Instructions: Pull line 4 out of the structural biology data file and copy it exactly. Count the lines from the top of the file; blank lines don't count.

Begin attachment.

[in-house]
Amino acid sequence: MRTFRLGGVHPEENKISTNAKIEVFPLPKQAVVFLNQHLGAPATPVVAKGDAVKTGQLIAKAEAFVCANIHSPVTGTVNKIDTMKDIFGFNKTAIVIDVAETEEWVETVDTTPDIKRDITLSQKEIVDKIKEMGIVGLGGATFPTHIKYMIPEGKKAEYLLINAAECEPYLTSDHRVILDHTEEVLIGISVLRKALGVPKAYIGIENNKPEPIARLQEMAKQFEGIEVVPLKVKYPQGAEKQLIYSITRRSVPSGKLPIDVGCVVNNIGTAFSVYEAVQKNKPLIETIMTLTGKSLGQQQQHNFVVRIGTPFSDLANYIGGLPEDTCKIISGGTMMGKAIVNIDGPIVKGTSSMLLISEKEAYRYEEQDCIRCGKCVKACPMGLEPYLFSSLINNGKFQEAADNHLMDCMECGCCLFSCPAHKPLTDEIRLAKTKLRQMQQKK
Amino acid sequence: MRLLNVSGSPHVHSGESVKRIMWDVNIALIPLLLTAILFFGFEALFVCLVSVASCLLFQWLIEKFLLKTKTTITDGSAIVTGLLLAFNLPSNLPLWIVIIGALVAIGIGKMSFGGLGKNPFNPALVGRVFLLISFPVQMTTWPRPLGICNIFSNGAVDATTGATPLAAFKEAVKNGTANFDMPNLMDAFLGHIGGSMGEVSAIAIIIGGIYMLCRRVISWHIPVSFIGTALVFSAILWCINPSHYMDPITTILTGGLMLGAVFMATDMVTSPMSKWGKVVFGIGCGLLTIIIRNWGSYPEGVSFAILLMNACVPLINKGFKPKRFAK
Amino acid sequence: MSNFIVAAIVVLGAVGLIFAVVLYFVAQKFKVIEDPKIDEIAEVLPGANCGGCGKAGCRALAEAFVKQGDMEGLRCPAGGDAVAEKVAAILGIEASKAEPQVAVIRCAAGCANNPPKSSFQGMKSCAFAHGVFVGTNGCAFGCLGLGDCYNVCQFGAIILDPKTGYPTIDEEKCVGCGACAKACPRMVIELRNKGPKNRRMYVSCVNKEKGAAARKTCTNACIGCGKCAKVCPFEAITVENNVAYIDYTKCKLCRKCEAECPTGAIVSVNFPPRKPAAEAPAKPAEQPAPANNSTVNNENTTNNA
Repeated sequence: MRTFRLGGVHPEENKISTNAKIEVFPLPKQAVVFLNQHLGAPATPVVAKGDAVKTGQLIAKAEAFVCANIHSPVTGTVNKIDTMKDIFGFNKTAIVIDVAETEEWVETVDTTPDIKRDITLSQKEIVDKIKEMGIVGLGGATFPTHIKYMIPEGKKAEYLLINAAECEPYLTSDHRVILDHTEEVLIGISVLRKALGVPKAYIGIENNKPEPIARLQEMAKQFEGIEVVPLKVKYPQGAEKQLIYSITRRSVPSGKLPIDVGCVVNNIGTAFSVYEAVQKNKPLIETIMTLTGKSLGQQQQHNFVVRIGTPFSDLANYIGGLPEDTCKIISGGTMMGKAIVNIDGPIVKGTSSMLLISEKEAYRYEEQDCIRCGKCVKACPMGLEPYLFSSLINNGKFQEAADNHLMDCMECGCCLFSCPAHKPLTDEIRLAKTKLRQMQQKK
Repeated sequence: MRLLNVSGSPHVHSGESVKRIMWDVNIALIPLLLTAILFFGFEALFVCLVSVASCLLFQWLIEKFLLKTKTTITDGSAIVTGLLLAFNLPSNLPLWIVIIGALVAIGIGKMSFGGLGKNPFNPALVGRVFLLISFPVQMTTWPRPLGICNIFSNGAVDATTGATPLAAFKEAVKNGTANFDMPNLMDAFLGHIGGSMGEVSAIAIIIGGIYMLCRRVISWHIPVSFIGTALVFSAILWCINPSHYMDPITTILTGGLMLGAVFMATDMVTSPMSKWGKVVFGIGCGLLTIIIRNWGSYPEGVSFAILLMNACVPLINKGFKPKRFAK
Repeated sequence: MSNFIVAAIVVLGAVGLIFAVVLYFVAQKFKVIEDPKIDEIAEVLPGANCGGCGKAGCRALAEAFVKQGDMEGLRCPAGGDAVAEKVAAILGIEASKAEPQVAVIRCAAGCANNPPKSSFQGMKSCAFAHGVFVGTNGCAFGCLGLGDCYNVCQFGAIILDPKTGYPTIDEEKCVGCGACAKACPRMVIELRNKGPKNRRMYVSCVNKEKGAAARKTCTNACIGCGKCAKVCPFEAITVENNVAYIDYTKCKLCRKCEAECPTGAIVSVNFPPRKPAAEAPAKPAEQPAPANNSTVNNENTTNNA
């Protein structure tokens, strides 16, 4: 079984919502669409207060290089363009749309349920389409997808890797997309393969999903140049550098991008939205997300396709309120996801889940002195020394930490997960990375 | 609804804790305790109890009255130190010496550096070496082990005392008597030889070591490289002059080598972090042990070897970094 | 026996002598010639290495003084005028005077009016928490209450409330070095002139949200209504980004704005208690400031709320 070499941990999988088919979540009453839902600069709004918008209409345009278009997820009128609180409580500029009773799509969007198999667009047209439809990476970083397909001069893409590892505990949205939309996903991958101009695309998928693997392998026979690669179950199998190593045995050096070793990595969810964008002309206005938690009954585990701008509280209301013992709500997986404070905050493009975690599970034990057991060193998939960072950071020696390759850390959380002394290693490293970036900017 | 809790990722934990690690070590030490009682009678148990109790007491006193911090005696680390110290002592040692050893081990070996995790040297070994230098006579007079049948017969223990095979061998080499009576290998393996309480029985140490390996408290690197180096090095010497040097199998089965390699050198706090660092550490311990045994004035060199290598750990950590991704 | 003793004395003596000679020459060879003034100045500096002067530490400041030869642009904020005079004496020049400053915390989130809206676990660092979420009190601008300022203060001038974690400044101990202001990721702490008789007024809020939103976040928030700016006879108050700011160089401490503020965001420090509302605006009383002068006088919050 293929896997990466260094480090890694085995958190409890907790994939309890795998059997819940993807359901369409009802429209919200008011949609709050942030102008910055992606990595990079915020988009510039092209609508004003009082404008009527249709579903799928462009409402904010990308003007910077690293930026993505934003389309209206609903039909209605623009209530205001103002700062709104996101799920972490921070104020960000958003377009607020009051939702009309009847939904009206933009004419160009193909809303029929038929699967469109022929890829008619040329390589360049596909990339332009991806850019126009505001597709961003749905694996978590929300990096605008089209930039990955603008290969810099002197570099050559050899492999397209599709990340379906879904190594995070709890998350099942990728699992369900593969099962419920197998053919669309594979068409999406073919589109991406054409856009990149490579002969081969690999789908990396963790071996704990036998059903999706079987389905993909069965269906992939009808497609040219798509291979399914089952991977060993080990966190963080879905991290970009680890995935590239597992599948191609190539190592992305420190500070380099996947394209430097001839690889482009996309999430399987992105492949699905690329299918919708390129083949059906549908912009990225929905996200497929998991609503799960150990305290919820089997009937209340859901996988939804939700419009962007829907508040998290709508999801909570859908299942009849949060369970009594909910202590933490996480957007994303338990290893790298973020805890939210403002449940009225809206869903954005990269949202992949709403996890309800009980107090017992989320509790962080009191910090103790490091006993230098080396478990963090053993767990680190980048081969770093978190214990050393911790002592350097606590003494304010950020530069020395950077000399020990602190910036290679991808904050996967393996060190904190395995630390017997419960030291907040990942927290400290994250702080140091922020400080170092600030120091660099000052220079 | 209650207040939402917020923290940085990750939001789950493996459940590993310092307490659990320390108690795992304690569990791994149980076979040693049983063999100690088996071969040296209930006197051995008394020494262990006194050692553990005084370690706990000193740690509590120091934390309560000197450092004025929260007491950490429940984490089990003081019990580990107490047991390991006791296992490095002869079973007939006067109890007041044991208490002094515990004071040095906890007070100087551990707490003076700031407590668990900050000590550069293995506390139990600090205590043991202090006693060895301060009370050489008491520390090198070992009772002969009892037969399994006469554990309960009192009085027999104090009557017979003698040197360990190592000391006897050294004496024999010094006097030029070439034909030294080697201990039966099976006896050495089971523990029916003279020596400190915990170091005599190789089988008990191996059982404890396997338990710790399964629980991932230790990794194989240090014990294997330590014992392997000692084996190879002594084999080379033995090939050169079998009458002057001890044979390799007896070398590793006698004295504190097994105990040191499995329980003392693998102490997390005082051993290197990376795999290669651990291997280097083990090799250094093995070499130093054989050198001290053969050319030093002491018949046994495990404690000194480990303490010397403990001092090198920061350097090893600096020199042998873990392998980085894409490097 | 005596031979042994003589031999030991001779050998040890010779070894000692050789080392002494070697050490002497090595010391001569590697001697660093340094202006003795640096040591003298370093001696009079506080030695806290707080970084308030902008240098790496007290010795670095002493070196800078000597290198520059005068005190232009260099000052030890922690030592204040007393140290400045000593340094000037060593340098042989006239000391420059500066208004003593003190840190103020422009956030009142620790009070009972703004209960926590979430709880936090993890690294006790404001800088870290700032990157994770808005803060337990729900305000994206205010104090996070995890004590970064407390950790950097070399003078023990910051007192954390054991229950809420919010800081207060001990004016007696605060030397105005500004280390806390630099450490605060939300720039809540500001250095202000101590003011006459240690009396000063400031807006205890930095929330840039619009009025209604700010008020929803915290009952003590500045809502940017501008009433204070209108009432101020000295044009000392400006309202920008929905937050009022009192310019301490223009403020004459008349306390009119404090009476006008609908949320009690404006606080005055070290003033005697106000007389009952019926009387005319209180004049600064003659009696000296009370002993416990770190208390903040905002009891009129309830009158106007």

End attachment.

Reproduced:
Amino acid sequence: MSNFIVAAIVVLGAVGLIFAVVLYFVAQKFKVIEDPKIDEIAEVLPGANCGGCGKAGCRALAEAFVKQGDMEGLRCPAGGDAVAEKVAAILGIEASKAEPQVAVIRCAAGCANNPPKSSFQGMKSCAFAHGVFVGTNGCAFGCLGLGDCYNVCQFGAIILDPKTGYPTIDEEKCVGCGACAKACPRMVIELRNKGPKNRRMYVSCVNKEKGAAARKTCTNACIGCGKCAKVCPFEAITVENNVAYIDYTKCKLCRKCEAECPTGAIVSVNFPPRKPAAEAPAKPAEQPAPANNSTVNNENTTNNA